Frankincense is used in religious rituals, as a suitable gift to bring to a priest. My sense of priesthood is that, in many ways it is a place where saying “thank you” and “I am sorry” are taken most seriously; not as just matters of custom or etiquette but as an acknowledgment that quite often we are given glorious gifts and we use them wrongly. I remember a professor saying that candidates for priesthood came to seminary to learn to be godly and ended up being somewhat lordly instead. But if Jesus is the head of the priesthood of all believers, then his community, this new creation, is something quite different:

Listen to the Beatitudes a few chapters later in Matthew:

“Blessed are the poor in spirit, for theirs is the kingdom of heaven. Blessed are those who mourn, for they will be comforted. “Blessed are the meek, for they will inherit the earth. “Blessed are those who hunger and thirst for righteousness, for they will be filled. “Blessed are the merciful, for they will receive mercy.“Blessed are the pure in heart, for they will see God. “Blessed are the peacemakers, for they will be called children of God. “Blessed are those who are persecuted for righteousness’ sake, for theirs is the kingdom of heaven. “Blessed are you when people revile you and persecute you and utter all kinds of evil against you falsely on my account. Rejoice and be glad, for your reward is great in heaven, for in the same way they persecuted the prophets who were before you.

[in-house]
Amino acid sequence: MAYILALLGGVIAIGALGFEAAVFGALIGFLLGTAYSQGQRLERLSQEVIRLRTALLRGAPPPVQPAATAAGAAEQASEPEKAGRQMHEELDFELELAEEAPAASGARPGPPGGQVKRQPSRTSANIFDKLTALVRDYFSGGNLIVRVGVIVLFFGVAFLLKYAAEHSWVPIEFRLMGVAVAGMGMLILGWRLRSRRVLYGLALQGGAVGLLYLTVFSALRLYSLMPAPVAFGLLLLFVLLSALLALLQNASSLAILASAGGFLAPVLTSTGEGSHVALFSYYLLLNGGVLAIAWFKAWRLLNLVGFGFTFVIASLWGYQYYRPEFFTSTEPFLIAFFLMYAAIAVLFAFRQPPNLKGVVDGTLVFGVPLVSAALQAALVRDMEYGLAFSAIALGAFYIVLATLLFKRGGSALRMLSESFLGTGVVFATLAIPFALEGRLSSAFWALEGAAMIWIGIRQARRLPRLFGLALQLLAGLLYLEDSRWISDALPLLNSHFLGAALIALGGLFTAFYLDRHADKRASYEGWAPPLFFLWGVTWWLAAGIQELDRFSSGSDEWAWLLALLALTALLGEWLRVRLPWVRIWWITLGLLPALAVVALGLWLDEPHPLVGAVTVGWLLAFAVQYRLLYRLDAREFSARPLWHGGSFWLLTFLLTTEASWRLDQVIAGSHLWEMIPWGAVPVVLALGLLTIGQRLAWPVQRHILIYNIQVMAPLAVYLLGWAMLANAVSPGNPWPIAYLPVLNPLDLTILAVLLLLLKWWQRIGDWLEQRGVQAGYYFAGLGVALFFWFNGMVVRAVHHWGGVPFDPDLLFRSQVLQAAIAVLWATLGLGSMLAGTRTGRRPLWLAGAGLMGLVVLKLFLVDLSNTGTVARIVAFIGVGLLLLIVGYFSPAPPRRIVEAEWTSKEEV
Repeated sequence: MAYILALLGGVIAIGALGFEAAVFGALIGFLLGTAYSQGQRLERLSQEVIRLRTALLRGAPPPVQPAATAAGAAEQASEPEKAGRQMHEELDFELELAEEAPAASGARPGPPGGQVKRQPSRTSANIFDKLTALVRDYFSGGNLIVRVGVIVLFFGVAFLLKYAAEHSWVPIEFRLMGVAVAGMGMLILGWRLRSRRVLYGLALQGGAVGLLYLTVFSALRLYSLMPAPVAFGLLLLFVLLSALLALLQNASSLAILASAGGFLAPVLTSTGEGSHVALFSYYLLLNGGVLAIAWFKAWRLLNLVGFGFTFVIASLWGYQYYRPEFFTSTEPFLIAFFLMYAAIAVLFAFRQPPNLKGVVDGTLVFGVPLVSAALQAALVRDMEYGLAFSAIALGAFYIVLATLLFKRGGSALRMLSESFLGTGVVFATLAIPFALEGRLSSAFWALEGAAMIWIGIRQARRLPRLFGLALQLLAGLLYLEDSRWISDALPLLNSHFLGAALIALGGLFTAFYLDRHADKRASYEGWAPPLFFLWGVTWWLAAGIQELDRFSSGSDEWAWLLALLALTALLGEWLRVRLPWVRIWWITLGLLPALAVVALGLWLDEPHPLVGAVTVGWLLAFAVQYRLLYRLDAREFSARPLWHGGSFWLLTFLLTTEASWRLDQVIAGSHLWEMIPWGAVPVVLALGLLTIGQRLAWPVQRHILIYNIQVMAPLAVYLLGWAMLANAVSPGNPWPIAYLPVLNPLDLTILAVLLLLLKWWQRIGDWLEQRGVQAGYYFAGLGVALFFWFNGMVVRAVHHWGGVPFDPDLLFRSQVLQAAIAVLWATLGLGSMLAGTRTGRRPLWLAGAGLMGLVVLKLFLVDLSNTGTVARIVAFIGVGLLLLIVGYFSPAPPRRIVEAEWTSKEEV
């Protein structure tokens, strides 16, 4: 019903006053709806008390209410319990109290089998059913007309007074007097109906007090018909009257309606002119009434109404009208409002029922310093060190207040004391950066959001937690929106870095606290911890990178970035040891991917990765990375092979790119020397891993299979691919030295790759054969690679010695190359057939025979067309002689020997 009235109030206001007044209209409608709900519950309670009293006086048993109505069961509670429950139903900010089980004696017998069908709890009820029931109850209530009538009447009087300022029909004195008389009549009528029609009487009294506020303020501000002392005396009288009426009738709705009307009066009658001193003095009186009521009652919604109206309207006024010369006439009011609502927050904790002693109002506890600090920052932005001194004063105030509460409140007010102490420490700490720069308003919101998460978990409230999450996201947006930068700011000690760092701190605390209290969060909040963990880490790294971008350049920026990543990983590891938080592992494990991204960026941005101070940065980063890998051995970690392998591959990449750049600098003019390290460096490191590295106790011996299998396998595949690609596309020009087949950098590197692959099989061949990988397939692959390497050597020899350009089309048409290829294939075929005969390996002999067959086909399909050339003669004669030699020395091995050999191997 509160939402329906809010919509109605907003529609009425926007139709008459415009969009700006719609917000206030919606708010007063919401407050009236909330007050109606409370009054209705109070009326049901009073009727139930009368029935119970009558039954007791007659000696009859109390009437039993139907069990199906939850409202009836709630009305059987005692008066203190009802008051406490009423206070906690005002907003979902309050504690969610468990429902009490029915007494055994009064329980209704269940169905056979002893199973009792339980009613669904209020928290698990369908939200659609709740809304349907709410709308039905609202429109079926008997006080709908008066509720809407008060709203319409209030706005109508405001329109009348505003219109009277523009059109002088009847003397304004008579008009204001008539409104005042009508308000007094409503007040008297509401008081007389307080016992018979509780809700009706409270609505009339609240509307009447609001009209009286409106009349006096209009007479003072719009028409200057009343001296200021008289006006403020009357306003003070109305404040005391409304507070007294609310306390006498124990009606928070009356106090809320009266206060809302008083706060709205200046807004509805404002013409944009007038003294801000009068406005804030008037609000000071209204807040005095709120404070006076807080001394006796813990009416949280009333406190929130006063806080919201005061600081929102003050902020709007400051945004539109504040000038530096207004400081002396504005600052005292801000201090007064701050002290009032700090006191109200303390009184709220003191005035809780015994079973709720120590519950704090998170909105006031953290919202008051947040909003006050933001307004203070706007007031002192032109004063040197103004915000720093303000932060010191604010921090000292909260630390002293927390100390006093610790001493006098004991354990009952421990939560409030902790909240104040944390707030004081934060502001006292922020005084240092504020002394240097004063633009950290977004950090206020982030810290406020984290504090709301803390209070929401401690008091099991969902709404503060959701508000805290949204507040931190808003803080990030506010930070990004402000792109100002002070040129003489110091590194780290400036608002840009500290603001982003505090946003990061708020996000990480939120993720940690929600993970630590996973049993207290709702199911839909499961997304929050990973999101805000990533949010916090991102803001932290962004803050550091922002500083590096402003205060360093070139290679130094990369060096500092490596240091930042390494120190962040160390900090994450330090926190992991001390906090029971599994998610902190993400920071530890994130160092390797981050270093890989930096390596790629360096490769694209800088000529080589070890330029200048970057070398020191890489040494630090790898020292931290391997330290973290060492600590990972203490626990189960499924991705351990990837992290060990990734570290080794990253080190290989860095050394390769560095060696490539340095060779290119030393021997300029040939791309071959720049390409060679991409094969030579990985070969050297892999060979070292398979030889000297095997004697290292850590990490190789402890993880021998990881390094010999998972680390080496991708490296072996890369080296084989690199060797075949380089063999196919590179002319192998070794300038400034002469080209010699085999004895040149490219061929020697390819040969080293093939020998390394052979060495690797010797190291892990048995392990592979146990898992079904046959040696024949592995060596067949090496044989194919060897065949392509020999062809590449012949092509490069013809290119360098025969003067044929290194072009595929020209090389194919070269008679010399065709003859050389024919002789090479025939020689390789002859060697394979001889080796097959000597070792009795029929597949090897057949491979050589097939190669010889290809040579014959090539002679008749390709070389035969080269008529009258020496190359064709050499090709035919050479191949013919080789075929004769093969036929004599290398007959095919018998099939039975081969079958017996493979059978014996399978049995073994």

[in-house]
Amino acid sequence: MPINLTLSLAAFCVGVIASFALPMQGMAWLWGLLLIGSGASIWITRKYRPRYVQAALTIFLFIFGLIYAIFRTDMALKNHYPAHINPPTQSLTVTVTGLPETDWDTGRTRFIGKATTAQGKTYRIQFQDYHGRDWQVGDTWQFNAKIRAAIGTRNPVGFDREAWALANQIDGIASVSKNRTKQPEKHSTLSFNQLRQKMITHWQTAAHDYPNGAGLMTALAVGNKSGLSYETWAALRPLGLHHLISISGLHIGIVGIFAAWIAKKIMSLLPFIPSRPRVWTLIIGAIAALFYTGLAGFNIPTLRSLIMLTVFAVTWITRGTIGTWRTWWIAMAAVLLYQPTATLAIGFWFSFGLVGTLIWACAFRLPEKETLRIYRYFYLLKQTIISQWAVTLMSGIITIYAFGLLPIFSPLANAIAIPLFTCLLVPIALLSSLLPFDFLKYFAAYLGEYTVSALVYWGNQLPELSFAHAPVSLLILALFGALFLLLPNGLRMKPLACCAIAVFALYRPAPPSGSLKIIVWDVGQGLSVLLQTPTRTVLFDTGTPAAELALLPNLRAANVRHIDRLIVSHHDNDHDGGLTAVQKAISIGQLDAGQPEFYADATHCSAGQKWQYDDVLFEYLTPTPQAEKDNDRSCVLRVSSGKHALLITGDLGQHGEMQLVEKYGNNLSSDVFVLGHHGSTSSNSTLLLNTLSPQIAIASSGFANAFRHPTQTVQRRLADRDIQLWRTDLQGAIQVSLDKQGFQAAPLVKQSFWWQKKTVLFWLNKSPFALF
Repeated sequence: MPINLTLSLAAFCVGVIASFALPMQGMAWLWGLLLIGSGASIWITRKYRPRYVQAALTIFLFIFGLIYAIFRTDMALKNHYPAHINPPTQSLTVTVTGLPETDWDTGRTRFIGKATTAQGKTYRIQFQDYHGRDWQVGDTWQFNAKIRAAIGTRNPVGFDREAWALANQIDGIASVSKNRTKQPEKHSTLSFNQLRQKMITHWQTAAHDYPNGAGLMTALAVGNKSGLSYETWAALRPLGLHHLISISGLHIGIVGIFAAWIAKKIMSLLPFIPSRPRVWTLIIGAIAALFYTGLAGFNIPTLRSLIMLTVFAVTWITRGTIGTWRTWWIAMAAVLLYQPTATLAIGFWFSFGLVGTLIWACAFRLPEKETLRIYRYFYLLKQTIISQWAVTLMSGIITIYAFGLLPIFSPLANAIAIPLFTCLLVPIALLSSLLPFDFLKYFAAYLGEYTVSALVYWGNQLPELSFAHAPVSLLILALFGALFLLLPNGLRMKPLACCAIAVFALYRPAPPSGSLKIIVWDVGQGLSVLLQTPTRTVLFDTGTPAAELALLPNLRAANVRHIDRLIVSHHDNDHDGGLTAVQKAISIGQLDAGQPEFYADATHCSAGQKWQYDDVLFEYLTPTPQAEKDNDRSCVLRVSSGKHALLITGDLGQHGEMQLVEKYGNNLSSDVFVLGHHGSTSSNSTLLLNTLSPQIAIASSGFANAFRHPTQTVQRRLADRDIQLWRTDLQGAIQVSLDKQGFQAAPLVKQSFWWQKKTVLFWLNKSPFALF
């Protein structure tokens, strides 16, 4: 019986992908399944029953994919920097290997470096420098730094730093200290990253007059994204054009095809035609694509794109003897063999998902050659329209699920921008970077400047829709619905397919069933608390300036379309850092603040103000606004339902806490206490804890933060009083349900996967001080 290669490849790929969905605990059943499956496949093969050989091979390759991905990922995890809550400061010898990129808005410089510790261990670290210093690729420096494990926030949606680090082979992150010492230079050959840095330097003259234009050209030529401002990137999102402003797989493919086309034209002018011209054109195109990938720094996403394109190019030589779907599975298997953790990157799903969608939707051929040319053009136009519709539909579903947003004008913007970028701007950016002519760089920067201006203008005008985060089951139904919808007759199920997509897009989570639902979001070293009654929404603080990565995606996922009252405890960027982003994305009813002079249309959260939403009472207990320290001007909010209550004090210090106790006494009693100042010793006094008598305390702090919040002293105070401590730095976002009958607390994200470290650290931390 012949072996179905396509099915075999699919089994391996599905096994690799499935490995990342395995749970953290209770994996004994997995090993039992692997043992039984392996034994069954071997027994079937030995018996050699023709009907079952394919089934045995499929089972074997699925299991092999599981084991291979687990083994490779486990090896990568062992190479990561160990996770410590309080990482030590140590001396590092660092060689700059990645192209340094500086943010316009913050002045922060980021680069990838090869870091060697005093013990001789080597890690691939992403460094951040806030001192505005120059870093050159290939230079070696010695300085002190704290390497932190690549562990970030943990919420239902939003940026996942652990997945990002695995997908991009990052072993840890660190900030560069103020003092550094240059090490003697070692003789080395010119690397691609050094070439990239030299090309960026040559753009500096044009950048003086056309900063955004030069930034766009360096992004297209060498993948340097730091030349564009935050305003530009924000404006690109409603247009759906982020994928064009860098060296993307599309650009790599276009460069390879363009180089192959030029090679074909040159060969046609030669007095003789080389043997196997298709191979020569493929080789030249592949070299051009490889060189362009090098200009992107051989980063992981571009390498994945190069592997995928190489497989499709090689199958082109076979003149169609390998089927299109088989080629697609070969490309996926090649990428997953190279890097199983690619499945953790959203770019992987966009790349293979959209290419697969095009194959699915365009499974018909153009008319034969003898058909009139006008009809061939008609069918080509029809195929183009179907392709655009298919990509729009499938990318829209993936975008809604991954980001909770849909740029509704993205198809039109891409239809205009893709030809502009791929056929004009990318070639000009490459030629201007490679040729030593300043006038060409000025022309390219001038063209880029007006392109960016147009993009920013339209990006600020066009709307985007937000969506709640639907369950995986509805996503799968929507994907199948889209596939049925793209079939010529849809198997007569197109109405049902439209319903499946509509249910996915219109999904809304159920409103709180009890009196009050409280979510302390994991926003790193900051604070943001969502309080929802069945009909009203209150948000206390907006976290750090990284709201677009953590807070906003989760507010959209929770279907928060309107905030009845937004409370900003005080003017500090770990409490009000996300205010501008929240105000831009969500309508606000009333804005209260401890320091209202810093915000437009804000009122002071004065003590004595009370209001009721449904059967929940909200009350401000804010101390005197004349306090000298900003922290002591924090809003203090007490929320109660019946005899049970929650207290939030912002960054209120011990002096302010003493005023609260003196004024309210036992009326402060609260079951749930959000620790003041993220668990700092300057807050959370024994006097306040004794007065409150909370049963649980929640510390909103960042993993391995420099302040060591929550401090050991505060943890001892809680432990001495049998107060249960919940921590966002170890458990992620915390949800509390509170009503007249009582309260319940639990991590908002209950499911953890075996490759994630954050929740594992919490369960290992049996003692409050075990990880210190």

This is a way of being in the world that is not built on being a strong winner, but instead on being a true lover of God in your own time and place. This way can get you into trouble within existing the systems of hierarchy and heroism -- where “the one who dies with the most toys wins”, and Herod and his friends certainly won’t like it -- but it can make you a real winner in the last, at the end when the biggest blessings are handed out. The good news is that you will win in heaven: the bad news is that you have to die to get there.

I was once told that the big question is this: “How uncomfortable are you going to allow yourself to be for the new Creation?” And this child will go all the way, will live life into the jaws of death to open a way we can follow, that goes far beyond death.

Here we have a hero who is willing to live simply and to die well in light of what he believes to be the deepest truth of the light and love of the world. It is enough to make those wise ones, the Magi who come from somewhere else, feel a great joy: because the holiness in the heart of the universe, the great love which is our hope that every side is seen here beginning as a little boy in a little town in the middle of nowhere and in the middle of everywhere.

In Epiphany we see the God of light and love, as a child who comes to help us to grow up the full stature of Christ. He will offer a rule of life, neither burdensome nor difficult: he will share a priesthood for humble people on the way to share great gifts of righteousness, and he will defeat death, that last impostor, so that we may live with him forever. It is enough to give you pause, and it is enough to give you great joy. In the name of Christ.